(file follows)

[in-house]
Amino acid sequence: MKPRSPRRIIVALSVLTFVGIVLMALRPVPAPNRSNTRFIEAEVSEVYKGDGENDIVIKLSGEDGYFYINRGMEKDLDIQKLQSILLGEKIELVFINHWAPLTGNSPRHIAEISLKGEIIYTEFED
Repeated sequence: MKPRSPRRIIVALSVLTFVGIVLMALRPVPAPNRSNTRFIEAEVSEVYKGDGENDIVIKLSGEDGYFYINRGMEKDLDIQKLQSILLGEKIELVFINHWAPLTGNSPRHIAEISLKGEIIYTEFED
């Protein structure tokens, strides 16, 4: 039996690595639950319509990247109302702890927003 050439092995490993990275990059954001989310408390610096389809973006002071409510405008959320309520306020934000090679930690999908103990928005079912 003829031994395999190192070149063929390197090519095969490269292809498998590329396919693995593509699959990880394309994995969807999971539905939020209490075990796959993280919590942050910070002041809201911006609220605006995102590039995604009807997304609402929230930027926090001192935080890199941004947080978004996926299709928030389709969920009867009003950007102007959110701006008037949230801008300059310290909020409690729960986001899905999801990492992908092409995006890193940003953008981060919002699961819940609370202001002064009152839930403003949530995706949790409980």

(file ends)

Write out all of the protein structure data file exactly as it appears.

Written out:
[in-house]
Amino acid sequence: MKPRSPRRIIVALSVLTFVGIVLMALRPVPAPNRSNTRFIEAEVSEVYKGDGENDIVIKLSGEDGYFYINRGMEKDLDIQKLQSILLGEKIELVFINHWAPLTGNSPRHIAEISLKGEIIYTEFED
Repeated sequence: MKPRSPRRIIVALSVLTFVGIVLMALRPVPAPNRSNTRFIEAEVSEVYKGDGENDIVIKLSGEDGYFYINRGMEKDLDIQKLQSILLGEKIELVFINHWAPLTGNSPRHIAEISLKGEIIYTEFED
């Protein structure tokens, strides 16, 4: 039996690595639950319509990247109302702890927003 050439092995490993990275990059954001989310408390610096389809973006002071409510405008959320309520306020934000090679930690999908103990928005079912 003829031994395999190192070149063929390197090519095969490269292809498998590329396919693995593509699959990880394309994995969807999971539905939020209490075990796959993280919590942050910070002041809201911006609220605006995102590039995604009807997304609402929230930027926090001192935080890199941004947080978004996926299709928030389709969920009867009003950007102007959110701006008037949230801008300059310290909020409690729960986001899905999801990492992908092409995006890193940003953008981060919002699961819940609370202001002064009152839930403003949530995706949790409980």